Image courtesy of the University of Washington

So where I am going with this?  Simply enough, I want to remind people that, despite what you hear in the press almost every day, much much less is known about the climate system than you are told to believe.  It is human arrogance that leads us to believe with perhaps a few hundred years of global land data, a half century of satellite data, and limited ice cores and tree rings from millenia, that we really understand what is going on in the climate system.  Case in point today is with the Pacific Decadal Oscillation (PDO).

The PDO is sea surface temperature dipole in the North Pacific, of which records go back to just over 100 years ago (in other words, insignificant in the climate history of planet Earth).  But as stated above, we are continuing to learn how these medium to long term climate oscillations interact with shorter term climate oscillations (ENSO) and a myriad of other variables the ultimately govern the winds on this planet.  As a slight detour, here are some other climate indices:    AMO (Atlantic Multi-decadal Oscillation), IDO (Indian Dipole Index), AO/NAM (Arctic Oscillation/Northern Annular Mode), NAO (North Atlantic Oscillation), SAM (Southern Annular Mode), QBO (Quasi-biennal Oscillation), Solar Flux/Sunspots, etc.  Complex indeed.

But back to the PDO.  It has multiple periodicities of approximately 20 and 60 years, which are incompletely understood.  But we can surmise that a positive PDO (left picture) has on average a greater abundance of warm water in the tropical Pacific to support El Nino’s and that as such they will be more frequent and more intense on average in the phase.  The converse is true of the negative phase.  On average cooler waters will support less frequent and intense El Nino events, and more frequent and intense La Nina events.  Why do we care about this?

Because El Nino/La Nina have differential impacts on the global weather.  Despite the localized devastation that El Nino wreaks, in general La Nina tends to be more damaging to global agriculture, and we are entering a period of the negative phase (recall 20 and 60 year periodicities, so we are here for a while) and will on average tend to have a greater risk of threats to agriculture than not.  Also note a warm tropical Pacific, given its expansive reach, also generally warms the planet.   The extended growing seasons, the almost unbelievable run of the Indian Monsoon in the last 25 years (much fewer failures than before), and the relative absence of crippling US droughts in the same time frame…until this year…should remind us that the last several decades have seen less climatic disruptions in key areas than prior periods.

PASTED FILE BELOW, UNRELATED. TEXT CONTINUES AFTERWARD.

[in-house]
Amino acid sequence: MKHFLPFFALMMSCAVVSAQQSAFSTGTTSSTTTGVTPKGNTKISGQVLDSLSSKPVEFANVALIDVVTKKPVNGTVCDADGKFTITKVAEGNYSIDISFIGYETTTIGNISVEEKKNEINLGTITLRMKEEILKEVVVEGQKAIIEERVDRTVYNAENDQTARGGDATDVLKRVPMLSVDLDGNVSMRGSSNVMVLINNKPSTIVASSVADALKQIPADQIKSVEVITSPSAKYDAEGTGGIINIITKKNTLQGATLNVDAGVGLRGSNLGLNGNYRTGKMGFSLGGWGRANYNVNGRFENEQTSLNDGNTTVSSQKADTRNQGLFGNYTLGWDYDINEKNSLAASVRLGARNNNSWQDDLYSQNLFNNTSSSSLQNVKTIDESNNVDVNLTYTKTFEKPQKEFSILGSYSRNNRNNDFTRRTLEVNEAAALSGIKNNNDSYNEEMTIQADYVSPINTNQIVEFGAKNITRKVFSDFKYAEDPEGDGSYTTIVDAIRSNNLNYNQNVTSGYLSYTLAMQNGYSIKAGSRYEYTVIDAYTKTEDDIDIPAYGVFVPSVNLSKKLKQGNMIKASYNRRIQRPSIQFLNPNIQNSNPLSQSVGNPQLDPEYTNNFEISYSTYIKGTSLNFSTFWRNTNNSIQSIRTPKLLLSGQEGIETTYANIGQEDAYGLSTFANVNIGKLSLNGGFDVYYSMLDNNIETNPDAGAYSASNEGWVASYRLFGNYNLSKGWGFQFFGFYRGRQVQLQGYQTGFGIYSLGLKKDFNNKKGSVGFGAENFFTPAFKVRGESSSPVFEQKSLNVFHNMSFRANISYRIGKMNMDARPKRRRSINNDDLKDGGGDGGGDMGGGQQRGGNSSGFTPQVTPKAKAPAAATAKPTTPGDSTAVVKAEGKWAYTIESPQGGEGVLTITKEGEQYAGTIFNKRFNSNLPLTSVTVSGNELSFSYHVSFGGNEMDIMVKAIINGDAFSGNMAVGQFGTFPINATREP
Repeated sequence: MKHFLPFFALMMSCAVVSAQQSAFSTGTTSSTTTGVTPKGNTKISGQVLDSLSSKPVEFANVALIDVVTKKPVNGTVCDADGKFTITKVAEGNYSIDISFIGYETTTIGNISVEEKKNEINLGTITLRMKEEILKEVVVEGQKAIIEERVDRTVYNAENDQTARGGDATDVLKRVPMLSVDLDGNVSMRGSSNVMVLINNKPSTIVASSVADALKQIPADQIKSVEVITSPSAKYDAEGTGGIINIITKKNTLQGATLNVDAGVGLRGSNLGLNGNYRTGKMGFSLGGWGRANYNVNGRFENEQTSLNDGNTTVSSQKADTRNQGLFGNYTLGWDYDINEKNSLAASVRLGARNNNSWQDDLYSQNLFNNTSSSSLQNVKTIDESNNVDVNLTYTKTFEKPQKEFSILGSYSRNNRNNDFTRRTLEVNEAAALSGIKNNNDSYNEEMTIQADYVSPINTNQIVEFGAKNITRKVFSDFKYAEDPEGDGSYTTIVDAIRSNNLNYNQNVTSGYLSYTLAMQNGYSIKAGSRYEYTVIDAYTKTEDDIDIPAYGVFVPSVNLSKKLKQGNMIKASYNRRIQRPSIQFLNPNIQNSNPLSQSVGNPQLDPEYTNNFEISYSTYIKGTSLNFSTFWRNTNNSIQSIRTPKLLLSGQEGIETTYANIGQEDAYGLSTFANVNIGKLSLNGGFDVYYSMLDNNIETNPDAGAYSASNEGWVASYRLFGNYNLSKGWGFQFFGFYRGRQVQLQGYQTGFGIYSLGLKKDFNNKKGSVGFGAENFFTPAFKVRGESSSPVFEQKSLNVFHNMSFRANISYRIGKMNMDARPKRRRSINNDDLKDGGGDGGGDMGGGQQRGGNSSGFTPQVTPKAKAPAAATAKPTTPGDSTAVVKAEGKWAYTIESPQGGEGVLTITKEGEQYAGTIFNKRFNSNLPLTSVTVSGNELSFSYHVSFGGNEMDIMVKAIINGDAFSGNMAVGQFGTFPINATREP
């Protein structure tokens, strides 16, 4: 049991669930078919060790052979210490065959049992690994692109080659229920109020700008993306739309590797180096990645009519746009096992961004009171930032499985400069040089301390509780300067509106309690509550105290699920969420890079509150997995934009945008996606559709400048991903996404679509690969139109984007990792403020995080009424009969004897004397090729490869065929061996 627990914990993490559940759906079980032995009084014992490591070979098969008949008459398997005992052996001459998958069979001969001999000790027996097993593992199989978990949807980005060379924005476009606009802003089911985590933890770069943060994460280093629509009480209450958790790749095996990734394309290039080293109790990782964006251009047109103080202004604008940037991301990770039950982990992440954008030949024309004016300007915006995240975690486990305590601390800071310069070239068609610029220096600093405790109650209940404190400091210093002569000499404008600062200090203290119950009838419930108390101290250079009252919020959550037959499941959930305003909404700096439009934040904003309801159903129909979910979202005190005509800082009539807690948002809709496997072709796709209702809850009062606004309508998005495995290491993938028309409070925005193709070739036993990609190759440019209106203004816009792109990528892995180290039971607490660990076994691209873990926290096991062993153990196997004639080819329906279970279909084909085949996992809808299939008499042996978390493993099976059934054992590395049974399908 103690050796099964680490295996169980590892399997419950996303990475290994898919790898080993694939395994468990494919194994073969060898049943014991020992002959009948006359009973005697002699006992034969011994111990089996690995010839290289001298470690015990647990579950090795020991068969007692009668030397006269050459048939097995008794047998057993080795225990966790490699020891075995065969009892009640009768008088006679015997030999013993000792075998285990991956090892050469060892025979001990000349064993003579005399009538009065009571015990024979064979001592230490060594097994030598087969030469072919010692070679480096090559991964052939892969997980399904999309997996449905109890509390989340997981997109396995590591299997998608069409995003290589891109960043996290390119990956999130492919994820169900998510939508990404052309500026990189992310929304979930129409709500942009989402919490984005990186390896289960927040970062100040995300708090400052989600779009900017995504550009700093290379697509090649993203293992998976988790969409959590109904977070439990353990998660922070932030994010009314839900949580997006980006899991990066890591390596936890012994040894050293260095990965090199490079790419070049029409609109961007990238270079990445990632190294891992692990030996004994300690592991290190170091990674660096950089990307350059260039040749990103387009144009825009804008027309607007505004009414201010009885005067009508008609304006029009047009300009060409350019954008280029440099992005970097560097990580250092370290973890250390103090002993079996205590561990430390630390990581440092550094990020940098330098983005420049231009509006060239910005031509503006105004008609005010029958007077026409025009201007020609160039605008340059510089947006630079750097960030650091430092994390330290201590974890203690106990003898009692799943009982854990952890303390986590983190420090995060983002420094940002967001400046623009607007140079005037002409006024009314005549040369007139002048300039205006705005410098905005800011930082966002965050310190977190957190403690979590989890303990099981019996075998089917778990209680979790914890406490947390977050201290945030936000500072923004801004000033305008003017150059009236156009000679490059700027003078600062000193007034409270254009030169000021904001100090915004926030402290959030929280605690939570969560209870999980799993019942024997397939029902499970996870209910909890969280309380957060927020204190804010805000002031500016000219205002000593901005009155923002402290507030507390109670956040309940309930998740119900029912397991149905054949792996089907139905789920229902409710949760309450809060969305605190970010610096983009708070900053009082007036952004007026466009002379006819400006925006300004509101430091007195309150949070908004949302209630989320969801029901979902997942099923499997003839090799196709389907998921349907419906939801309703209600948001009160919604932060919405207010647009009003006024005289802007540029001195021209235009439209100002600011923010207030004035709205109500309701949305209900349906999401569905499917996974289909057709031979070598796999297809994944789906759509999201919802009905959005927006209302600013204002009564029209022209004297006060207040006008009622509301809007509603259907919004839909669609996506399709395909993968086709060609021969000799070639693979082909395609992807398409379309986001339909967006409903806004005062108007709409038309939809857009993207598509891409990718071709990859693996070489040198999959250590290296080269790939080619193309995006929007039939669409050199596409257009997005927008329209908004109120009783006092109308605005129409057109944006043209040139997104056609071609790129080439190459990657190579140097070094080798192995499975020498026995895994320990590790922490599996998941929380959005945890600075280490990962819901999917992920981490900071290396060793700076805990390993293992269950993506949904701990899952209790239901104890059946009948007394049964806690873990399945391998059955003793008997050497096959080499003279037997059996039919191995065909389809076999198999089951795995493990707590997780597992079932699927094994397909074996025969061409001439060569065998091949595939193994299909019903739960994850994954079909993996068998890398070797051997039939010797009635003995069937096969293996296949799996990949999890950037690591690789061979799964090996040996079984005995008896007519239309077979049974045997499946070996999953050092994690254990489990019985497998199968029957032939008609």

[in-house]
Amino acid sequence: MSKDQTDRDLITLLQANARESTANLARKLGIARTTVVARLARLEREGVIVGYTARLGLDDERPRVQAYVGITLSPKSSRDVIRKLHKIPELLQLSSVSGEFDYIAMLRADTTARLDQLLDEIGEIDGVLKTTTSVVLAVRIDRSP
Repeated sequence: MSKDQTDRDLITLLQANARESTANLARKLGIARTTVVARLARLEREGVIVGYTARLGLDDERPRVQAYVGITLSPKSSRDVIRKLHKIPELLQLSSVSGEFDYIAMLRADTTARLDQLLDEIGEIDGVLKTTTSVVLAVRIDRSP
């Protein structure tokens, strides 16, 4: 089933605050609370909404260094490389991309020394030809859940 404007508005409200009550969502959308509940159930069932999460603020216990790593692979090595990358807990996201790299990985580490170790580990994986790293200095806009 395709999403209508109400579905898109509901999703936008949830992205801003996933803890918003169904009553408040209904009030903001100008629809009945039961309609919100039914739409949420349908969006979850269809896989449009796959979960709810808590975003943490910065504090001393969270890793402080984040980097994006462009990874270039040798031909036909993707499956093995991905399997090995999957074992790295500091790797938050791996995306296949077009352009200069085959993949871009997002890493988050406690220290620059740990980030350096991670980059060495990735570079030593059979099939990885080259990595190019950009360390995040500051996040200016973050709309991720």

Thus, the high prices and more importantly the extreme price volatility will remain a feature of these markets, and more so than ever will demand an integrated disciplined approach to managing risk, from farm-gate to table.   If you don’t know, understand and manage your risk, then without a doubt the market will do it for you.  It is not a sufficient strategy to hope for good weather.  The grain markets of 2012 have spoken, and in fact are not done speaking, but the real question is ,who is listening?